Is it the flu or a cold?
It's that season when sniffles, fevers, aches and pains may get you down. To recover as quickly as possible and prevent serious complications, it's important to know what's causing the illness. Is it a simple cold or the flu? And what should you do?
They are both contagious respiratory illnesses caused by different viruses. Because of their similarities it is often difficult to tell the difference.
The following shows the difference between the two.
Cough: Hacky, productive, dry
Stuffy nose: Common
Sore throat: Common
Chest: Mild discomfort
Onset: Over several days rapidly, over 3-6 hours
Fever: Usually with temperatures of 100 degrees or higher for 3-4 days
Tiredness: Moderate to severe
Headaches: Very common
Chills: Common in over 50% of cases
Cough: Non productive
Stuffy nose Uncommon
Sneezing: Not common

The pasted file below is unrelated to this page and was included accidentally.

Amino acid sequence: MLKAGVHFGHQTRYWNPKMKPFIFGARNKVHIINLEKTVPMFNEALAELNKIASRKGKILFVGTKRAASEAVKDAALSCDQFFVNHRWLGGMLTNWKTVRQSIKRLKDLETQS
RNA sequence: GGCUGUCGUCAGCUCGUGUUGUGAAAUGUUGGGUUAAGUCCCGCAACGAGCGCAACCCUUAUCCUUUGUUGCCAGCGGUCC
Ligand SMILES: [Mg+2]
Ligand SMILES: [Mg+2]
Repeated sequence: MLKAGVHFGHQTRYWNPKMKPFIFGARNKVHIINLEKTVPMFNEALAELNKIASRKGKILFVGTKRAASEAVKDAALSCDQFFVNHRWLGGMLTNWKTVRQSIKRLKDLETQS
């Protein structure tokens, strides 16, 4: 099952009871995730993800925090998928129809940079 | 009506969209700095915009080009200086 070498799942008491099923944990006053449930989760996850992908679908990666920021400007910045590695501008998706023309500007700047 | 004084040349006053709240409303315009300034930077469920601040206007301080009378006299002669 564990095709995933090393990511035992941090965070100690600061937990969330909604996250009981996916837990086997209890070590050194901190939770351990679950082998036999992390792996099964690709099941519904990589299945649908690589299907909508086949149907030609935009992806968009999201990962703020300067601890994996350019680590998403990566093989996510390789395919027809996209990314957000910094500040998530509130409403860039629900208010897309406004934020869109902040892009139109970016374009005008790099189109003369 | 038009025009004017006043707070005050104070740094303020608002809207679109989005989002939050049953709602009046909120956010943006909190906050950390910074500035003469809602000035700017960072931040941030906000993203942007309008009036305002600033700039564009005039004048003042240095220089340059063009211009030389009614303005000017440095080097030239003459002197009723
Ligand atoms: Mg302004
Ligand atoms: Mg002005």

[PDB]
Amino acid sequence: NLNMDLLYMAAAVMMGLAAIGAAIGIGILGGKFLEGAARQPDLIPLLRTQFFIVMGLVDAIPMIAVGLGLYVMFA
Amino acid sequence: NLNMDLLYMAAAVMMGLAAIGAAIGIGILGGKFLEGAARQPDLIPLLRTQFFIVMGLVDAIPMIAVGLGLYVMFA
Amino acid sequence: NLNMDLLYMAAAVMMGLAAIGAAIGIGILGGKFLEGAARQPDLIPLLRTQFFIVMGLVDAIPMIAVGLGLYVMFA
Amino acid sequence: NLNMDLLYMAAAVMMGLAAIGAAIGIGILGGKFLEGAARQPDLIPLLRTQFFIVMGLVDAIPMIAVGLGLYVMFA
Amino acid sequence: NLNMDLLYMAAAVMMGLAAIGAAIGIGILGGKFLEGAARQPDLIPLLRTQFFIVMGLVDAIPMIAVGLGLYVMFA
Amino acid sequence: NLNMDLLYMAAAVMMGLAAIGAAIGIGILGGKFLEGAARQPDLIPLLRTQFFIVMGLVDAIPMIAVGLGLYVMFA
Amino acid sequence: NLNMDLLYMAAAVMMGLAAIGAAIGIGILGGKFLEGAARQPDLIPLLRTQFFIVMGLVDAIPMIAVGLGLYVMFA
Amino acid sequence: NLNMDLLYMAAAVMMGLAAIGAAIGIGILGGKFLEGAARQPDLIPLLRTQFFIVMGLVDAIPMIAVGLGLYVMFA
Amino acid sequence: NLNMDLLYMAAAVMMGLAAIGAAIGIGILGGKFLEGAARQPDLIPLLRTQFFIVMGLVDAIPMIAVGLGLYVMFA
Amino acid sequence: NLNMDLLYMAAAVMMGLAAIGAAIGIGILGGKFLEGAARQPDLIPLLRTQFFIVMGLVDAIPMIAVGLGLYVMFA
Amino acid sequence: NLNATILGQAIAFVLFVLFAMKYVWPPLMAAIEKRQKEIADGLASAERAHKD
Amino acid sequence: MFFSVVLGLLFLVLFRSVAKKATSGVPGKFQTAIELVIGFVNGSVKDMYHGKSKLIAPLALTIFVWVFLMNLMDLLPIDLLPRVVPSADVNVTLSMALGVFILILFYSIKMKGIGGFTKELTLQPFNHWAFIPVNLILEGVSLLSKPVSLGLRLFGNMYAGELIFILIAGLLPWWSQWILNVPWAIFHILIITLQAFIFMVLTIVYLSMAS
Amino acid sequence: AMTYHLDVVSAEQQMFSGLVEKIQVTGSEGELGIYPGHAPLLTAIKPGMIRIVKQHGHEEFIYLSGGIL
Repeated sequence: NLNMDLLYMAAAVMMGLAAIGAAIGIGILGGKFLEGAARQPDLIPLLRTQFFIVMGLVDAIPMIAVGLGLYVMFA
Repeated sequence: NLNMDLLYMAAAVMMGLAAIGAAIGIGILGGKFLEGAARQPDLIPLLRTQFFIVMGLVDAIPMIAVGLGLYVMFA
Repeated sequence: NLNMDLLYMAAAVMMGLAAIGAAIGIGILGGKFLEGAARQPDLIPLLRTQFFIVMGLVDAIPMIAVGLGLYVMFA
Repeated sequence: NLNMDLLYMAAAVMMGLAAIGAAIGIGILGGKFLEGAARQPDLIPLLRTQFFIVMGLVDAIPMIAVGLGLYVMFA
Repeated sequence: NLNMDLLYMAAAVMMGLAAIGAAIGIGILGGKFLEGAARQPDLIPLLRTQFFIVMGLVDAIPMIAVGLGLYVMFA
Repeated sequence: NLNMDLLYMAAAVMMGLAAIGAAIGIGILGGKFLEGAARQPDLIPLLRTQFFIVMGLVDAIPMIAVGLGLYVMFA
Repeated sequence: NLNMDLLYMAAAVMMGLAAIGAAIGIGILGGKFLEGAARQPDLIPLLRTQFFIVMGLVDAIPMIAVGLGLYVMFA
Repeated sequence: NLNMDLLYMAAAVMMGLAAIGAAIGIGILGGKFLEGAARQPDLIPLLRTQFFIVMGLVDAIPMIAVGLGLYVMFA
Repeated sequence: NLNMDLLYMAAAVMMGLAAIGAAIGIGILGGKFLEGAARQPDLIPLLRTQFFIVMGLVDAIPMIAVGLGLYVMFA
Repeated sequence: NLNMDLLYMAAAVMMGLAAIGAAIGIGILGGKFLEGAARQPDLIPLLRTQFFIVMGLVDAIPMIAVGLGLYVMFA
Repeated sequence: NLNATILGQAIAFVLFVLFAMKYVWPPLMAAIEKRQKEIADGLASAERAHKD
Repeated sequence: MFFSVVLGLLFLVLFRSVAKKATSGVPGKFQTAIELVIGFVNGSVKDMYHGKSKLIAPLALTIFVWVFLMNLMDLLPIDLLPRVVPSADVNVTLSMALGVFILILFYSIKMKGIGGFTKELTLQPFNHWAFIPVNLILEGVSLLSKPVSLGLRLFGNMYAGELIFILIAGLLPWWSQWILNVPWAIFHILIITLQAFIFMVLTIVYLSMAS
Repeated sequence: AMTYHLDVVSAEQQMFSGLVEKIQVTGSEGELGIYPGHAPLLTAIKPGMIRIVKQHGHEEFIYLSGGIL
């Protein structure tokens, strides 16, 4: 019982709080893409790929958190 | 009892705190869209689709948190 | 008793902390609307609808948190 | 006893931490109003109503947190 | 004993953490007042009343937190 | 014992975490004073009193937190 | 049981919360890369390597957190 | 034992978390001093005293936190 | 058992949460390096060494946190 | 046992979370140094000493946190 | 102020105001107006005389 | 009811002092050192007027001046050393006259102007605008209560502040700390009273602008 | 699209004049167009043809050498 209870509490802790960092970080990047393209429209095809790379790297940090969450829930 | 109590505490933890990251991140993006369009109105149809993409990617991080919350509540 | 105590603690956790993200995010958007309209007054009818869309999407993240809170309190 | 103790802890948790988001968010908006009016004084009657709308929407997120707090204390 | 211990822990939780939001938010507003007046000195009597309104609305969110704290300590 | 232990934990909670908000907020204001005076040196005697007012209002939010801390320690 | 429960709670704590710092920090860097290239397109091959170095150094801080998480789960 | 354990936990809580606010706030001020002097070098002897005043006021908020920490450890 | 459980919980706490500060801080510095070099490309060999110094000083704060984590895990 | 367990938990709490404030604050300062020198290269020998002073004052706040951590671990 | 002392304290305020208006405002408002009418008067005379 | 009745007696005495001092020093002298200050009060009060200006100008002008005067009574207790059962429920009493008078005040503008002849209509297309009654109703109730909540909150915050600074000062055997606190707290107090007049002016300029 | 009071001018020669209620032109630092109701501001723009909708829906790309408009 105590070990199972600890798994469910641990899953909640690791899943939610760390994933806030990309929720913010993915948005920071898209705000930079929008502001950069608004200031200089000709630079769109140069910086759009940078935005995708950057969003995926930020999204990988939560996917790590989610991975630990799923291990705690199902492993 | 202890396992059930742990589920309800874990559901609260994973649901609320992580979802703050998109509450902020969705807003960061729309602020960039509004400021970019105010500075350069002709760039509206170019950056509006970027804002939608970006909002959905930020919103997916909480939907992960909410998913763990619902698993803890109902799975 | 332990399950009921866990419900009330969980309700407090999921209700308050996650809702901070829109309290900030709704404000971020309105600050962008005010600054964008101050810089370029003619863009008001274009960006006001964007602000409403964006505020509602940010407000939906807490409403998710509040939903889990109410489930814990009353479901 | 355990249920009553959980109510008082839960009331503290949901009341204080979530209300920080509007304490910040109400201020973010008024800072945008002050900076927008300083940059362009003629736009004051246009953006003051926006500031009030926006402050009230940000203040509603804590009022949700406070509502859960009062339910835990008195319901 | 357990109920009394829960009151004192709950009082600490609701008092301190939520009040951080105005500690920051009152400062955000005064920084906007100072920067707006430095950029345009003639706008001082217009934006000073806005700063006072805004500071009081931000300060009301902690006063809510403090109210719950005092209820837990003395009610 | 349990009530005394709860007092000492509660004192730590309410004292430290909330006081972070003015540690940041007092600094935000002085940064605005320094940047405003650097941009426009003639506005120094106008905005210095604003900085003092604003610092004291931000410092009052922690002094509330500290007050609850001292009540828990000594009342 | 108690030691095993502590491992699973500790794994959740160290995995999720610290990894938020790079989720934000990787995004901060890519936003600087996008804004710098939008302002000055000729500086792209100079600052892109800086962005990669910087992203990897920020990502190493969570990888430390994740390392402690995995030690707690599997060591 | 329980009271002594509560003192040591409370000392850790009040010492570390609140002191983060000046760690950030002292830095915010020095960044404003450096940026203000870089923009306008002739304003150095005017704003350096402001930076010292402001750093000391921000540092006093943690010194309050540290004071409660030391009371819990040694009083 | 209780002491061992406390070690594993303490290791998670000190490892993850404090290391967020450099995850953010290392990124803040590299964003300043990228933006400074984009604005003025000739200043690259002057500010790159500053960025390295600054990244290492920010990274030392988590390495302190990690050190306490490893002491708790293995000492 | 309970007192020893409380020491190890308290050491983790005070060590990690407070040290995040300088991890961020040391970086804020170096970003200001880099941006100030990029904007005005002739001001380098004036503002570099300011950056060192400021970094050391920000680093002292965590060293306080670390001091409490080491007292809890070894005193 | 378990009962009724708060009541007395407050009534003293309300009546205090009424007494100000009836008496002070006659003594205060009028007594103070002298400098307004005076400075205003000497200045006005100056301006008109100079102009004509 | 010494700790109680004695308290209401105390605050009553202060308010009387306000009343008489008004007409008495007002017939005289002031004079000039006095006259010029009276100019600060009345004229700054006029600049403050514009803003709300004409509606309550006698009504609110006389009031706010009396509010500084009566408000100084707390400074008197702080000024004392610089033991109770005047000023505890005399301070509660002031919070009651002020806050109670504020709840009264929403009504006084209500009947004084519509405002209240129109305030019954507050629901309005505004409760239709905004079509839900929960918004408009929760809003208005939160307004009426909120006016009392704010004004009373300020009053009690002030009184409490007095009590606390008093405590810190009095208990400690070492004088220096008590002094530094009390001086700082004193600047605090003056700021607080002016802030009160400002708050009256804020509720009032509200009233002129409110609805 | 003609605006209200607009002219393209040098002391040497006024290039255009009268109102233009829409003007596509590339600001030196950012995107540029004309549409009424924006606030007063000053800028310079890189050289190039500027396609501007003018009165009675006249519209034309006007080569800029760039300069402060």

Sore throat: Not common
Chest: Severe discomfort
Treatment: is very similar for both the flu and colds.
- stay home to prevent the spread of the illness. Keep your sick child home.
- get plenty of rest.
- Drink plenty of liquids.
- Over-the-counter medications can treat the symptoms. But never give children aspirin.
- Anti-viral medication will actually treat the flu, not just the symptoms, which can lessen the severity and length of illness. This type of medication won't rid you of a cold.
If your child is ill and has trouble breathing, is breathing faster than normal, not drinking fluids, has bluish skin color, is irritable beyond comfort, has a rash or is difficult to wake up or engage, you need to seek immediate attention. Also, if their symptoms improve then return with fever and cough, seek urgent medical care.
CDC recommends that everyone 6 months of age and older get a seasonal flu vaccine.
Keep in mind that vaccination is especially important for certain people who are high risk or who are in close contact with high risk persons.
Children under 6 months are too young to be vaccinated. The best way to protect them is to make sure everyone around them gets vaccinated.